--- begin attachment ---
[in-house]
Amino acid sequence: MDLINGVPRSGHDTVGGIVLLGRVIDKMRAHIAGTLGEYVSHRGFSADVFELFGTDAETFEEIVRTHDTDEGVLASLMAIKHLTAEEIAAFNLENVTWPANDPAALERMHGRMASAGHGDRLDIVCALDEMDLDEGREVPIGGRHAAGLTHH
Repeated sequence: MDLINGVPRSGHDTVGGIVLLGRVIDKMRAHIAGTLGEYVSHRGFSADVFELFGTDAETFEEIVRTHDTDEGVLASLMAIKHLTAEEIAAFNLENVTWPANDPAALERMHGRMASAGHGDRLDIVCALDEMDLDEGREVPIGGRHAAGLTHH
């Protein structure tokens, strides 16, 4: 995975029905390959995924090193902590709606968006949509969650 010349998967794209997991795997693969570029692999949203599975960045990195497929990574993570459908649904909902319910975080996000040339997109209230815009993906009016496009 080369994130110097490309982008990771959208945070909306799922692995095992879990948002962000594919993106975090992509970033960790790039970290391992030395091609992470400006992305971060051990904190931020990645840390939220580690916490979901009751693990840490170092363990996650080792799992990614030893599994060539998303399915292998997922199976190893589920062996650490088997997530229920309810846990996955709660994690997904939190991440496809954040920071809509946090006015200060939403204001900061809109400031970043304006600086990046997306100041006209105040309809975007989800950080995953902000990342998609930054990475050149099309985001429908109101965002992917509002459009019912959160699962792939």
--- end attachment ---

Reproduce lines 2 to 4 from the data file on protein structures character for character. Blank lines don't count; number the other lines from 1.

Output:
Amino acid sequence: MDLINGVPRSGHDTVGGIVLLGRVIDKMRAHIAGTLGEYVSHRGFSADVFELFGTDAETFEEIVRTHDTDEGVLASLMAIKHLTAEEIAAFNLENVTWPANDPAALERMHGRMASAGHGDRLDIVCALDEMDLDEGREVPIGGRHAAGLTHH
Repeated sequence: MDLINGVPRSGHDTVGGIVLLGRVIDKMRAHIAGTLGEYVSHRGFSADVFELFGTDAETFEEIVRTHDTDEGVLASLMAIKHLTAEEIAAFNLENVTWPANDPAALERMHGRMASAGHGDRLDIVCALDEMDLDEGREVPIGGRHAAGLTHH
């Protein structure tokens, strides 16, 4: 995975029905390959995924090193902590709606968006949509969650 010349998967794209997991795997693969570029692999949203599975960045990195497929990574993570459908649904909902319910975080996000040339997109209230815009993906009016496009 080369994130110097490309982008990771959208945070909306799922692995095992879990948002962000594919993106975090992509970033960790790039970290391992030395091609992470400006992305971060051990904190931020990645840390939220580690916490979901009751693990840490170092363990996650080792799992990614030893599994060539998303399915292998997922199976190893589920062996650490088997997530229920309810846990996955709660994690997904939190991440496809954040920071809509946090006015200060939403204001900061809109400031970043304006600086990046997306100041006209105040309809975007989800950080995953902000990342998609930054990475050149099309985001429908109101965002992917509002459009019912959160699962792939």